This seems to go down quite well and so I'll lay out some of the key messages we've been putting out over the last few months as a result of the work we've been doing
The labour market, including the labour market for graduates, is still difficult even though the recession has formally ended
The graph in this post shows why; in general unemployment continues to rise after recessions have ended and usually peaks some time later. As I've discussed before, the unemployment rate for graduates is probably going to remain high in historic terms for a little while yet
However, things may have passed the worst for the time being for graduates
There are a range of reasons; one is economic recovery, the other is simple demographics. The number of 18-year olds in the UK is going to steadily fall until 2020. The pool of home-domiciled potential university students is reducing, and so the rapid increase in university student numbers that has been a mark of the previous decade could be at an end.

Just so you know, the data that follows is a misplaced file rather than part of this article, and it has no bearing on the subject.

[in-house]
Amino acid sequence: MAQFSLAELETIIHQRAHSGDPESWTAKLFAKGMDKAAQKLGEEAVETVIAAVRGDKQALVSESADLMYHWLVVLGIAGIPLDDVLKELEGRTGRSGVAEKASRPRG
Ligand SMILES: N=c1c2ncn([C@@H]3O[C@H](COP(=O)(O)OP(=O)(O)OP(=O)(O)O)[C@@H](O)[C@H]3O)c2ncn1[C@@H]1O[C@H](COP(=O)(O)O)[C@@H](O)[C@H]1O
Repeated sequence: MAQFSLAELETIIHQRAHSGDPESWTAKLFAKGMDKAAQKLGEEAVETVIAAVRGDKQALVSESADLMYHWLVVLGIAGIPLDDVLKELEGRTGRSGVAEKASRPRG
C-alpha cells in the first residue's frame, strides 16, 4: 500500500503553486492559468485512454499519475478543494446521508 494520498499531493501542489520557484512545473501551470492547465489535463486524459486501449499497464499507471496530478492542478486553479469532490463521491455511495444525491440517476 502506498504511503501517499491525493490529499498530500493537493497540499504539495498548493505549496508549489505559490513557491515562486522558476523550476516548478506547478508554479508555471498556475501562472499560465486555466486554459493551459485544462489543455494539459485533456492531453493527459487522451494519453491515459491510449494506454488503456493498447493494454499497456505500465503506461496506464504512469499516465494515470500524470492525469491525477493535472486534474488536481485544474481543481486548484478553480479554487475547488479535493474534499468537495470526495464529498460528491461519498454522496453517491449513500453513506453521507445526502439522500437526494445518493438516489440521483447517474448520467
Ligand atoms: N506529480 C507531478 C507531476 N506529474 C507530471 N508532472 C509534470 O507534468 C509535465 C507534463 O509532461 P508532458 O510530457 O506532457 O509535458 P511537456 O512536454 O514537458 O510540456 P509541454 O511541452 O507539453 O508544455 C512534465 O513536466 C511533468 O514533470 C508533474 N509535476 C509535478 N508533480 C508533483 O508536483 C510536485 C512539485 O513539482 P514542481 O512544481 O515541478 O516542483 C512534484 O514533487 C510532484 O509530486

Most graduates get work, and most who work get graduate jobs. There are, will still be, jobs for graduates
Even last year, at about the worst it's likely to get for this recession, the unemployment rate was 9% - well below historic highs of graduate unemployment. 62% of UK-employed working graduates were in 'graduate-level' employment six months after graduation. 147,250 graduates from 2008/9 were known to be working in the UK six months after graduation. Graduates will always be employable no matter the state of the economy.
Reductions in public sector employment may disproportionately affect graduates, and young graduates outside London in particular.
That's covered here. But we'll have to wait until October 20th to get a clearer picture
Little of this will be unfamiliar to many of you, but some of the stats might be useful. Obviously, I tend to say a bit more than just this, but we try to put across these key themes.
But we want to draw up a clearer picture of what's going on around the country, and so we'll be putting out a short survey soon to try to gauge what's happening and then pooling it as a resource for everyone.